Suspension: Selby springs, Koni adjustable shocks, 24mm front swaybar (4.5˚ negative front camber, 5˚ positive castor)
Wheels/Tyres: Custom two-piece 17in rims (8in front, 9.5in rear), Yokohama AO50 tyres (225/45 front, 255/40 rear)
Interior: Cobra Monaco S driver’s side race seat, Speco tacho, Autometer gauges, 6-point alloy roll cage, 4-point Williams harness
Stereo: N/A
Build Period: Ongoing
Cost: Undisclosed
Thanks: LW Parry Engineering, Macri Motor Repairs, Liverpool Exhaust, Mal Wood Automotive, Gear Exchange Services, Wilson Fibreglass, Panorama Smash Repairs, Bond Rollbars, Neale Wheels, Miller Chassis, Gordon Leven Motorsport Tyres, Hercules Competition Engines, Croydon Racing Developments, Brabond Brakes

Feature Car: Michael Ceyhan’s Ford XD Fairmont


26 Mar

Michael Ceyhan’s immaculate Ford XD Fairmont appeared in the March issue of Street Machine. It runs a 434ci Dart Eagle-based stroker that’s run a 10.9sec ET, but Michael says he didn’t build the car to race. Front to back, top to bottom – including the detailed undercarriage – it’s a fitting testament to as beloved dad.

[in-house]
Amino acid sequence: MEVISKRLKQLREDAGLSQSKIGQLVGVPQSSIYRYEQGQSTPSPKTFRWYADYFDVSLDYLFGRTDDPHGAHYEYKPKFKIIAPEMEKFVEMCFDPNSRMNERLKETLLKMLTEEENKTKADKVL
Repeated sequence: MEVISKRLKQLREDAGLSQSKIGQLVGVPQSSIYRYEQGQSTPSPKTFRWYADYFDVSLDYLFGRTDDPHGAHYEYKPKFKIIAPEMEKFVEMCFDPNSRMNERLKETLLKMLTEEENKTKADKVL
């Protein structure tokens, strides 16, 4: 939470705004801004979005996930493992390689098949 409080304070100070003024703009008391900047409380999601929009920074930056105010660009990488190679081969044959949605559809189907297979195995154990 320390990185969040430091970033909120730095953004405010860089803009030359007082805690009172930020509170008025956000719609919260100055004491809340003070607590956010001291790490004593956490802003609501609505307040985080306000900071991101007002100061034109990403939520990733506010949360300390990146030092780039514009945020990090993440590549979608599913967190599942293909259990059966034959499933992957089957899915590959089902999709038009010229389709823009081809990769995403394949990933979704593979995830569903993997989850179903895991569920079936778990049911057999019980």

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Michael Ceyhan's Ford XD Fairmont

Michael Ceyhan's Ford XD Fairmont

Michael Ceyhan's Ford XD Fairmont

Feature Car: Tom Banks’ 1972 Chrysler by Chrysler CH Hardtop


28 Feb

Tom Banks’ tough 1972 Chrysler by Chrysler CH Hardtop runs a stout 360ci small-block that makes over 430rwhp. I got to photograph it for the last issue of Chrysler Action.

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Tom Banks' 1972 Chrysler by Chrysler CH Hardtop